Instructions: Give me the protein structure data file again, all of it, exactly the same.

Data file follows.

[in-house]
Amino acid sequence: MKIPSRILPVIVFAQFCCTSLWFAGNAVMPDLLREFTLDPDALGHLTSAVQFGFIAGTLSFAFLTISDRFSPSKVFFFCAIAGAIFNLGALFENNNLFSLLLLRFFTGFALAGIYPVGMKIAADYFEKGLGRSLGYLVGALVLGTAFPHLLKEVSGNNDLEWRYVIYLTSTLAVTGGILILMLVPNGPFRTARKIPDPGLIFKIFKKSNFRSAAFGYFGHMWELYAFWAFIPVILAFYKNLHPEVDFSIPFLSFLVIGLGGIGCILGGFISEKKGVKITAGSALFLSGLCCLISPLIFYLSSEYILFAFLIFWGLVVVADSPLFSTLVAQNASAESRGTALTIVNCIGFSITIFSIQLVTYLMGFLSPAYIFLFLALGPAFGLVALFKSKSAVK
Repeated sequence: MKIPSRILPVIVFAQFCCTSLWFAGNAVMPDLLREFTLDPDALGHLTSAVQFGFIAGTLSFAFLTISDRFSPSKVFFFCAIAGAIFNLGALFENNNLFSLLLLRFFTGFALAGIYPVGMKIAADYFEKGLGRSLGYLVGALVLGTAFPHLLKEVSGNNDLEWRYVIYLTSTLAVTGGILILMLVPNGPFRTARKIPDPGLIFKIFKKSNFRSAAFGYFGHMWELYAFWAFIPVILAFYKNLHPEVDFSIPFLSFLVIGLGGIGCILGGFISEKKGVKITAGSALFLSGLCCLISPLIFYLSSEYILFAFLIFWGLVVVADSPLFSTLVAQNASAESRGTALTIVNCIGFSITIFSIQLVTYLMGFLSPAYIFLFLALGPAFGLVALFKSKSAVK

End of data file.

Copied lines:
[in-house]
Amino acid sequence: MKIPSRILPVIVFAQFCCTSLWFAGNAVMPDLLREFTLDPDALGHLTSAVQFGFIAGTLSFAFLTISDRFSPSKVFFFCAIAGAIFNLGALFENNNLFSLLLLRFFTGFALAGIYPVGMKIAADYFEKGLGRSLGYLVGALVLGTAFPHLLKEVSGNNDLEWRYVIYLTSTLAVTGGILILMLVPNGPFRTARKIPDPGLIFKIFKKSNFRSAAFGYFGHMWELYAFWAFIPVILAFYKNLHPEVDFSIPFLSFLVIGLGGIGCILGGFISEKKGVKITAGSALFLSGLCCLISPLIFYLSSEYILFAFLIFWGLVVVADSPLFSTLVAQNASAESRGTALTIVNCIGFSITIFSIQLVTYLMGFLSPAYIFLFLALGPAFGLVALFKSKSAVK
Repeated sequence: MKIPSRILPVIVFAQFCCTSLWFAGNAVMPDLLREFTLDPDALGHLTSAVQFGFIAGTLSFAFLTISDRFSPSKVFFFCAIAGAIFNLGALFENNNLFSLLLLRFFTGFALAGIYPVGMKIAADYFEKGLGRSLGYLVGALVLGTAFPHLLKEVSGNNDLEWRYVIYLTSTLAVTGGILILMLVPNGPFRTARKIPDPGLIFKIFKKSNFRSAAFGYFGHMWELYAFWAFIPVILAFYKNLHPEVDFSIPFLSFLVIGLGGIGCILGGFISEKKGVKITAGSALFLSGLCCLISPLIFYLSSEYILFAFLIFWGLVVVADSPLFSTLVAQNASAESRGTALTIVNCIGFSITIFSIQLVTYLMGFLSPAYIFLFLALGPAFGLVALFKSKSAVK